I was downhearted to read of the distress caused to pupils throughout the country by taking the SATs tests (25 April). Out own school was involved, but I hope we were using them as originally envisaged - simply to give an indication of what a child can do on a certain day. This infomation is useful in tracking a pupil's performamce over time and can help inform a parent of a child's achievements, but only on the day of the test.
We do not "teach to test" and our curriculum remains broad and interesting to the children and their teachers. However, my governors do not create pressure to "endlessly improve" and we are not put in a league table by the government. This, I feel, is what creates the pressure you reported.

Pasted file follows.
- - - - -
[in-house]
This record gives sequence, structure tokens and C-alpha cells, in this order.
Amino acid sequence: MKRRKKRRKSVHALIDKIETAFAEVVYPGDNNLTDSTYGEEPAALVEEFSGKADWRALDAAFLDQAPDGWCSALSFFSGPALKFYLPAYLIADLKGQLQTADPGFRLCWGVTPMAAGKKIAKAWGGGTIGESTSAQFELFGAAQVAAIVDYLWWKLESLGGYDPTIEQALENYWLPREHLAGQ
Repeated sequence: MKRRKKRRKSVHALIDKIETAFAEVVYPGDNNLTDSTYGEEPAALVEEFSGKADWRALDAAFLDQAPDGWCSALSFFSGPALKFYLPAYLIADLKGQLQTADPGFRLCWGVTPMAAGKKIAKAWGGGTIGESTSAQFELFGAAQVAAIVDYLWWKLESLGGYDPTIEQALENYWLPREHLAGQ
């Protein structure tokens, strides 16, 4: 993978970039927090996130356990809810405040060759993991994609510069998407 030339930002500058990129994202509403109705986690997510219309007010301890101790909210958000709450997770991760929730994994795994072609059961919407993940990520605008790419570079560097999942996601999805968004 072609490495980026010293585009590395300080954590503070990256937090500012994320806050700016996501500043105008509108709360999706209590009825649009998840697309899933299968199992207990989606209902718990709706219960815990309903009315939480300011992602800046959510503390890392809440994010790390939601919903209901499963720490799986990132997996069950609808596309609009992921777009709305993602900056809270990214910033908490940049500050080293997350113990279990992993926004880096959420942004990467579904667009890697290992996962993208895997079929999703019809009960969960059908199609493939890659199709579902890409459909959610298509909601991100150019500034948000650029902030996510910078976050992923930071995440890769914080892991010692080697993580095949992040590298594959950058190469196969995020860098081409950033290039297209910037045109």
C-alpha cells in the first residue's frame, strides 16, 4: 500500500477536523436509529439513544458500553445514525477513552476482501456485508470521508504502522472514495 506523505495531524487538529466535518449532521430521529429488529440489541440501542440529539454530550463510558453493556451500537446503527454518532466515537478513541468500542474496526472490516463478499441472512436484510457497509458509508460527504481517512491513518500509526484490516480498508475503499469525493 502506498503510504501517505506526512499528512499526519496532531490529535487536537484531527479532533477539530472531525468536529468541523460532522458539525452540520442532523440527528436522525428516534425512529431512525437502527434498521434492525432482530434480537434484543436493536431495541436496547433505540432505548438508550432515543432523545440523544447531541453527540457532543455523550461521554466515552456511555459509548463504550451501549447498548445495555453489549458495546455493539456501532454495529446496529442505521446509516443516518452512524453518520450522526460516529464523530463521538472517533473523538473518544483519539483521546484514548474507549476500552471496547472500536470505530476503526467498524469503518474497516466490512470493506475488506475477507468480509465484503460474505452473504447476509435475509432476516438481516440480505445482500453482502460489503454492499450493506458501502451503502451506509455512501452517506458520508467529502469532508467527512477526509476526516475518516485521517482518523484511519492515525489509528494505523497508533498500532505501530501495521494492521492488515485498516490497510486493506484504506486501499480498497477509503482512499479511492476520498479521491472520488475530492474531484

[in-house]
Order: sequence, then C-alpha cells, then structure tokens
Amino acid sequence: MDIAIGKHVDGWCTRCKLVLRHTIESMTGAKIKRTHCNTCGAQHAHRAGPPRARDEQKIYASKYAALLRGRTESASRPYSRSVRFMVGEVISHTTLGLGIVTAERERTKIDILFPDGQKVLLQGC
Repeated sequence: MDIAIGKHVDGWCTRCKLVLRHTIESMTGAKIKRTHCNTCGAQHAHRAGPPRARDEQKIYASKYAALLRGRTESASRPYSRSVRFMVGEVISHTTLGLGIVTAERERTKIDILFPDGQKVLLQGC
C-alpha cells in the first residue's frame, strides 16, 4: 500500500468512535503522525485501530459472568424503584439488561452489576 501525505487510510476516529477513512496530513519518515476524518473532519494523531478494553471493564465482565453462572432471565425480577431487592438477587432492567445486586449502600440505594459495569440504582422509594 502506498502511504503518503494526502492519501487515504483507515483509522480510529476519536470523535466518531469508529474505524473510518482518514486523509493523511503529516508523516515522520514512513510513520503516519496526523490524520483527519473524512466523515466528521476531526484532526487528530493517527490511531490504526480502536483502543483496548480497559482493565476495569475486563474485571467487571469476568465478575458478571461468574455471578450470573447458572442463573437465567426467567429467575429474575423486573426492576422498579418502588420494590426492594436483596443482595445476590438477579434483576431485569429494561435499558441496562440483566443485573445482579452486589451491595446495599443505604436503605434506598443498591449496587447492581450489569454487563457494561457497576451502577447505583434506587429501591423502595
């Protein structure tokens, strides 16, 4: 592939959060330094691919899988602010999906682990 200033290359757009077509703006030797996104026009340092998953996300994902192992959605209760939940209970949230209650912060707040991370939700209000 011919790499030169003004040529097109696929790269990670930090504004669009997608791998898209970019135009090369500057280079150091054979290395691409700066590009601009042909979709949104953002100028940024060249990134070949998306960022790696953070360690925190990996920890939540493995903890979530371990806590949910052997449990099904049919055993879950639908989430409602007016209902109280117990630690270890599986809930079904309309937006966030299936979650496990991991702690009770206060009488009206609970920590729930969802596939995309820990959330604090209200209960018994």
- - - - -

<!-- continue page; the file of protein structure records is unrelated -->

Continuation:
I am puzzled, however, by a comment that children are being "tested to destruction". Are children not all the time writing stories, completing maths questions and trying to spell well? They can only do what they able to do and this should be accepted. Tests should not be avoided and should be a regular part of the whole system, but the results should help the teacher and not penalise the child.
Headmaster, Berkhampstead School, Cheltenham